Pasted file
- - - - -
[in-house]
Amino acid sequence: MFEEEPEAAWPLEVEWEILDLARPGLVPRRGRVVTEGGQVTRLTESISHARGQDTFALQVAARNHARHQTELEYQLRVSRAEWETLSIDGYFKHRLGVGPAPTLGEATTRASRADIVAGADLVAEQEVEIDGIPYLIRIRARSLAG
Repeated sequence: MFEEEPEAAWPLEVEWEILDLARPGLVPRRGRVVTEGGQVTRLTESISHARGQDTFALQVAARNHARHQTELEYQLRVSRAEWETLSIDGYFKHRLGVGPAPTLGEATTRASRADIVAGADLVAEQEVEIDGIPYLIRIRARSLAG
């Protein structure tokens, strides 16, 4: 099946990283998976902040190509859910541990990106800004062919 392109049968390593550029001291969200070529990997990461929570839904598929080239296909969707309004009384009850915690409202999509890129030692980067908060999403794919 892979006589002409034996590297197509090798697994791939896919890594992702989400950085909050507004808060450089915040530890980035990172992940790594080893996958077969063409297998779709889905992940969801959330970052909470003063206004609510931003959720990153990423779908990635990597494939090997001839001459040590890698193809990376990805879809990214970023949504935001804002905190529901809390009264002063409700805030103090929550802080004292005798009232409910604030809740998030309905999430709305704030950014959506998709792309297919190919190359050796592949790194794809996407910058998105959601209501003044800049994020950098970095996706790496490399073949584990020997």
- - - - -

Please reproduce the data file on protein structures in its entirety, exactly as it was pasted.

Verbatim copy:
[in-house]
Amino acid sequence: MFEEEPEAAWPLEVEWEILDLARPGLVPRRGRVVTEGGQVTRLTESISHARGQDTFALQVAARNHARHQTELEYQLRVSRAEWETLSIDGYFKHRLGVGPAPTLGEATTRASRADIVAGADLVAEQEVEIDGIPYLIRIRARSLAG
Repeated sequence: MFEEEPEAAWPLEVEWEILDLARPGLVPRRGRVVTEGGQVTRLTESISHARGQDTFALQVAARNHARHQTELEYQLRVSRAEWETLSIDGYFKHRLGVGPAPTLGEATTRASRADIVAGADLVAEQEVEIDGIPYLIRIRARSLAG
């Protein structure tokens, strides 16, 4: 099946990283998976902040190509859910541990990106800004062919 392109049968390593550029001291969200070529990997990461929570839904598929080239296909969707309004009384009850915690409202999509890129030692980067908060999403794919 892979006589002409034996590297197509090798697994791939896919890594992702989400950085909050507004808060450089915040530890980035990172992940790594080893996958077969063409297998779709889905992940969801959330970052909470003063206004609510931003959720990153990423779908990635990597494939090997001839001459040590890698193809990376990805879809990214970023949504935001804002905190529901809390009264002063409700805030103090929550802080004292005798009232409910604030809740998030309905999430709305704030950014959506998709792309297919190919190359050796592949790194794809996407910058998105959601209501003044800049994020950098970095996706790496490399073949584990020997």